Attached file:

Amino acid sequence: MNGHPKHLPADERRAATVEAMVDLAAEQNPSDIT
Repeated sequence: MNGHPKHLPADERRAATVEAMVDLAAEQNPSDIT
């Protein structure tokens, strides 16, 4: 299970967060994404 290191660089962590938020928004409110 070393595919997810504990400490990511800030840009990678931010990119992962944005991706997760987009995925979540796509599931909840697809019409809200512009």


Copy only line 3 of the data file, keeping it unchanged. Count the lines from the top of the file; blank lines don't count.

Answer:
């Protein structure tokens, strides 16, 4: 299970967060994404 290191660089962590938020928004409110 070393595919997810504990400490990511800030840009990678931010990119992962944005991706997760987009995925979540796509599931909840697809019409809200512009």